In Depth

Brexit amendments: what MPs might vote on this week

PM set to grant Parliament a series of indicative votes to head off amendment from Tory backbenchers

In a bid to stop Parliament seizing control of the Brexit process, Theresa May is expected to unveil plans to offer MPs a series of ‘indicative votes’ that would enable them to vote for a number of different Brexit options.

The PM’s cabinet has been called in for a special meeting this morning. The Daily Telegraph’s Steven Swinford reports they’ll be shown a plan for indicative votes on seven Brexit options: the PM’s deal; no deal; a second referendum; a revoking of Article 50; a Canada-style free trade agreement; a customs union; and joining the single market. The consequences of these could be “seismic” for Britain’s exit from the EU, says Politico

May’s decision to relent follows the tabling of seven amendments to her withdrawal bill for this evening. The most closely scrutinised is the one led by backbench Tory MPs Oliver Letwin and Dominic Grieve which creates time for their own indicative votes on Wednesday. Signed by a cross-party selection of more than 120 MPs, it seems “certain to be selected by the Speaker”, says The Guardian

Should the Letwin/Grieve amendment pass, as expected, it will “set the clock ticking for an explosive day in parliament on Wednesday in which a majority might, for the first time, be assembled in favour of one form of Brexit, rather than simply against the prime minister’s”, says Politico.

But these votes (either May’s version or Letwin’s) are not binding. Should parliament agree to take no deal off the table, or agree on an alternative way forward other than the PM’s deal, it would be impossible for the Conservative government to implement it, according to the Brexit Secretary Stephen Barclay.

“The vote itself would potentially collide with fundamental commitments the government has given in their manifesto,” Barclay told the BBC’s Andrew Marr Show

In this scenario, Barclay said, a general election might be necessary to break the impasse.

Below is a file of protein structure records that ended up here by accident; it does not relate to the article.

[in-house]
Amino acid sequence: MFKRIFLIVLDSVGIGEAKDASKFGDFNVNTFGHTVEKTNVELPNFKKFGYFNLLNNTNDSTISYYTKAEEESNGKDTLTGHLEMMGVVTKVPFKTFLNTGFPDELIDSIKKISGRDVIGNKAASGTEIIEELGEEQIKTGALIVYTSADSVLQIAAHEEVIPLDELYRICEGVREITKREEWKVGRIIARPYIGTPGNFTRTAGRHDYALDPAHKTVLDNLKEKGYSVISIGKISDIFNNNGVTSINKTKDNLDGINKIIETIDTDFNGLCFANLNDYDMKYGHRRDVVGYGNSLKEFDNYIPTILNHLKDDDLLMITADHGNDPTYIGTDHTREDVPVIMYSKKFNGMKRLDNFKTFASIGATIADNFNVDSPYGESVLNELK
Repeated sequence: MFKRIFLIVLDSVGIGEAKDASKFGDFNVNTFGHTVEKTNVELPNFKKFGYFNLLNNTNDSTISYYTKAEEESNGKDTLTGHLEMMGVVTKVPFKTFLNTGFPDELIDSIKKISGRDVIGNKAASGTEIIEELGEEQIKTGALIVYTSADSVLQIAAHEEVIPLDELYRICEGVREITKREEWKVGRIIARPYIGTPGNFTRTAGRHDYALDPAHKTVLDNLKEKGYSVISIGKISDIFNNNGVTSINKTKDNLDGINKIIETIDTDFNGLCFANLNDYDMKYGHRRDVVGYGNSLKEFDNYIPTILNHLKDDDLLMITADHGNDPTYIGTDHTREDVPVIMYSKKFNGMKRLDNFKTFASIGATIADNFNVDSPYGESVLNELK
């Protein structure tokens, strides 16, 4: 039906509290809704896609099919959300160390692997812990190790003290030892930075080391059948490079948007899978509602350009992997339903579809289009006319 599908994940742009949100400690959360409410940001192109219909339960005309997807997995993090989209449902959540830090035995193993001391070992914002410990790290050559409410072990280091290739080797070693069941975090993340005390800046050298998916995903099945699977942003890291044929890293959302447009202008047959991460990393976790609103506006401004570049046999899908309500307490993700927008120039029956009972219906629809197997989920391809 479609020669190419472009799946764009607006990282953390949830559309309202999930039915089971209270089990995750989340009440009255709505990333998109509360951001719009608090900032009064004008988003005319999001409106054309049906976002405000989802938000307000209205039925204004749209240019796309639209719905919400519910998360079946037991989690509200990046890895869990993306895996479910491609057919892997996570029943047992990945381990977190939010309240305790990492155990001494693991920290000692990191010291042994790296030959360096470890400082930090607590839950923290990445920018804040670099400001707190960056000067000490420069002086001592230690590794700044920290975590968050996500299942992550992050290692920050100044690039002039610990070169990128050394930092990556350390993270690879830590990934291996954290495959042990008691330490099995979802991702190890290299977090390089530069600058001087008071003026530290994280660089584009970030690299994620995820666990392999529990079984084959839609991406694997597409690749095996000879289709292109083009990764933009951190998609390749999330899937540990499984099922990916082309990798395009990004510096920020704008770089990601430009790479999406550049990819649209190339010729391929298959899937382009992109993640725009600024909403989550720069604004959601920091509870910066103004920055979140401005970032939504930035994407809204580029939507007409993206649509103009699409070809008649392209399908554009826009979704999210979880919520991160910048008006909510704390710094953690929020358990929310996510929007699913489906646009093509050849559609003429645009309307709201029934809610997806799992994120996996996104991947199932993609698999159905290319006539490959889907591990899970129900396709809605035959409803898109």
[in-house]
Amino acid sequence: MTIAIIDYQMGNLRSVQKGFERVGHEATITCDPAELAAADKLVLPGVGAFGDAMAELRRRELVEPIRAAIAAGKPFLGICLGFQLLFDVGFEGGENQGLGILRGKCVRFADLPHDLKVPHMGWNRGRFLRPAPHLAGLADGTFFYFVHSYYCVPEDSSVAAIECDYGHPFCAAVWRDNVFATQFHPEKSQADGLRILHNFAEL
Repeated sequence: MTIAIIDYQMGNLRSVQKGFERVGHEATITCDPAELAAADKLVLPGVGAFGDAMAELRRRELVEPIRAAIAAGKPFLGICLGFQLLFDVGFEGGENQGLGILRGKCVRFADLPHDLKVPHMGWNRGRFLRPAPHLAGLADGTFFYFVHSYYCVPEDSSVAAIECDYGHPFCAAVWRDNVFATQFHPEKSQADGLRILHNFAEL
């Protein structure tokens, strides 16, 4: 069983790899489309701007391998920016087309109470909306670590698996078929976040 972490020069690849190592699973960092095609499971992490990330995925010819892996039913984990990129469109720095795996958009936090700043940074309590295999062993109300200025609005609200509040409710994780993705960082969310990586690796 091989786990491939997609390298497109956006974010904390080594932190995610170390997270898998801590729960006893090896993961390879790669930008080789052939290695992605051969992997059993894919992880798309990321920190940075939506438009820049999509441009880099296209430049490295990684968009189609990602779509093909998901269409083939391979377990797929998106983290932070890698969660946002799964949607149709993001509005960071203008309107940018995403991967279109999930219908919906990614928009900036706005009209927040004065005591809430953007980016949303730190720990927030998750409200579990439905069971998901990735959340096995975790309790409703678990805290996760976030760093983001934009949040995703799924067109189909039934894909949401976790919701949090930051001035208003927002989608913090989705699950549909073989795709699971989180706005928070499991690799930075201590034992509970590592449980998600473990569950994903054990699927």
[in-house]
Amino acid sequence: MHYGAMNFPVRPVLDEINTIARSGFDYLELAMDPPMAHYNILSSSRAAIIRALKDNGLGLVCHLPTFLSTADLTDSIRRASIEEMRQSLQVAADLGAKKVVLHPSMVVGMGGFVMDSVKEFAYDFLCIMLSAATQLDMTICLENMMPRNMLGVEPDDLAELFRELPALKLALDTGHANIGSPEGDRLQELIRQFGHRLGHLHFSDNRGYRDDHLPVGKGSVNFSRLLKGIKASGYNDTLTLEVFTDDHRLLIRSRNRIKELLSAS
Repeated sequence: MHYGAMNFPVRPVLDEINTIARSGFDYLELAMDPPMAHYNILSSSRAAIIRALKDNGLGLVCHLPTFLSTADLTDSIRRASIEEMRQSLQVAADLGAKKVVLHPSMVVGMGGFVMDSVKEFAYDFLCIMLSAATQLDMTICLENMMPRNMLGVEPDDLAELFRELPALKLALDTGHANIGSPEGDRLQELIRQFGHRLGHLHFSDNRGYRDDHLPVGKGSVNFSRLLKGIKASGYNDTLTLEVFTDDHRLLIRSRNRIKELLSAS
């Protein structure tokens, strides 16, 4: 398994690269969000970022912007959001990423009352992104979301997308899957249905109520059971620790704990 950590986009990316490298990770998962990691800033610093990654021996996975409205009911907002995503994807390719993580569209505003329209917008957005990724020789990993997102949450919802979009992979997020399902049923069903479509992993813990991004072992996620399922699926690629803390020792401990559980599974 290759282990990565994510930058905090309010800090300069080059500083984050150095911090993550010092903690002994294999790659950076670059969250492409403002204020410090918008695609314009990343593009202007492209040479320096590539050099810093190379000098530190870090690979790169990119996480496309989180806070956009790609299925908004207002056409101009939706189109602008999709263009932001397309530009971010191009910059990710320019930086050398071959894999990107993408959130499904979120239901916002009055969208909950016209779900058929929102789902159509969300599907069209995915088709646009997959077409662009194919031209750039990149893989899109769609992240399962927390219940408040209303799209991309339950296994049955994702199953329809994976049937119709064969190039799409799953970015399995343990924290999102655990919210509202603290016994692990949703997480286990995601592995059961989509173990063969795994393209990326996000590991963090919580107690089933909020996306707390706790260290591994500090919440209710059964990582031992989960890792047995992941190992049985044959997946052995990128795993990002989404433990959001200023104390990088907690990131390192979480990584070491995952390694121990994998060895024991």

“Ultimately at its logical conclusion, the risk of a general election increases because you potentially have a situation where parliament is instructing the executive to do something that is counter to what it was elected to do,” he said.

Other amendments to the Withdrawal Agreement being tabled tonight include a similar if less prescriptive version of the Letwin/Grieve amendment by the Labour frontbench. Others are seeking to rule out a no-deal Brexit on 12 April or to reaffirm the government’s commitment to Brexit.

But it’s the Letwin/Grieve amendment that has the best chance of passing as last time round Hilary Benn’s amendment to take control of the order paper lost by just two votes.

Ahead of today’s cabinet meeting, May summoned six of her ministers plus seven backbenchers – mostly from the Brexiteer wing of the party – to her Chequers country residence. The attendees included former foreign secretary Boris Johnson, former Brexit secretaries David Davis and Dominic Raab, as well as arch Brexiteer Jacob Rees-Mogg. 

May told the Brexiteers she would quit if they voted for her deal, “including the backstop they hate”, says The Spectator’s Robert Peston. 

But she gave “no specifics” so there’s “not a lot of trust she would actually quit”, he adds.

A No. 10 source told The Telegraph that the PM only refused to set out a timetable for her departure at this stage for fear of looking weak. The source said May would be willing to do so if she “knows she has the numbers” to win the vote.

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